73 years later, still not over

Megan Thorne, Chief Photographer

If I asked when the Holocaust ended, chances are the average person wouldn’t be able to answer my question.

If I asked when the remembrance day is every year, they probably wouldn’t be able to answer that either, let alone be able to answer what antisemitism even means.

According to my great-aunt, the reason people don’t know the answer to these three questions boils down to one word: ignorance.

The Holocaust ended 73 years ago after 17 million people fell victim to the hate and antisemitism that encompassed Europe— six million of them were Jews.

It’s an event that my aunt says “we should never forget, because it’s still not over.”

A lot of people in this age might not think that the Holocaust has anything to do with them, but Jewish or not you should remember.

Even as someone with Jewish heritage, I never enjoyed learning or reading about the Holocaust. Maybe I was afraid to know the truth behind the monstrous and spine-chilling acts human beings could perform to innocent other human beings.

However, I just recently had to read the book “The Holocaust Project: From Darkness into Light” by Judy Chicago for my art history class.

With every turn of a page I felt I had a one-way ticket into an emotional overload about the Holocaust that I never knew I needed to know, or maybe didn’t want to know.

By definition: antisemitism is hostility to, prejudice, or discrimination against Jews.

After reading about Chicago’s experience I realized the amount of times I had experienced such a hatred and prejudice in my life.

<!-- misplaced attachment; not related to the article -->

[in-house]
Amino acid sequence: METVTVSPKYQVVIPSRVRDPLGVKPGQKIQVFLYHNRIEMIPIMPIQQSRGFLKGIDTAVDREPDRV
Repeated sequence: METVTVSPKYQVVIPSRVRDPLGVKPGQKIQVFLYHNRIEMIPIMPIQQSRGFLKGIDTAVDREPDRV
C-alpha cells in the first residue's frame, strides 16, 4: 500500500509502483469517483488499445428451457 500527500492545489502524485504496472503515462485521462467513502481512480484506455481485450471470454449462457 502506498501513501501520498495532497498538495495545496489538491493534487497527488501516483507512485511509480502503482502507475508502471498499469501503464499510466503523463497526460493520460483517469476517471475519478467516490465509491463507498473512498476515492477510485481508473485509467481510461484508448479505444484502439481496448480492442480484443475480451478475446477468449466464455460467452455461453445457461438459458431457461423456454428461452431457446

The first time, it was in middle school, and I was too young to understand what it was or why their hateful words cut into me like knives.

The second time, I was in high school.

It was my best friend who made the comments. I didn’t want to admit that someone close to me could look me straight in the eyes and make Holocaust jokes.

But I realize now, especially after reading this book, that this was antisemitism. It was hate.

I remember when I called my great-aunt to talk about the Holocaust, she was horrified by this information.

She told me she feels that she is lucky to have escaped it.

Living in a Jewish community in New York, she didn’t have to worry about the “small town ignorance.”

“Prejudiced parents raise prejudiced children,” she said. “Then they raise prejudiced children and it continues.”

What shocked me is how we still live in a time where you are classified as being “lucky” for not experiencing discrimination.

My great-grandmother experienced it in a small little town in Missouri.

My father and grandmother experienced it in England.

We all still experience it today.

Some of my family members don’t even tell other people that they are Jewish and try to avoid it.

I find it hard to talk about, out of a fear of a repeat of what has happened in the past with some of my closest friends.

When talking to my parents about religion, I mentioned that I wanted to become stronger in my Jewish faith.

My father asked me if I knew what would come from that, and I don’t think I’ve ever realized until now how bad things still are.

Once in my childhood, I went to a friend’s house to hang out. When I got there, her father told me he needed to save me so I wouldn’t go to hell.

As a young child, this was terrifying. I somewhat agreed to be “saved” which turned out to be me standing in their living room while he said some type of prayer and then called it a day.

He probably felt like a hero, but I felt sick.

These memories are things that stick with you.

They make you feel upset and confused.

I still sometimes wonder if these things actually happened because they seem so outlandish. I guess you could say denial.

I hope that one day, the effects of the Holocaust won’t be as prominent and people become more educated.

This Saturday, take a minute to remember the Holocaust. remember the struggle that 17 million people went through.

We can never forget.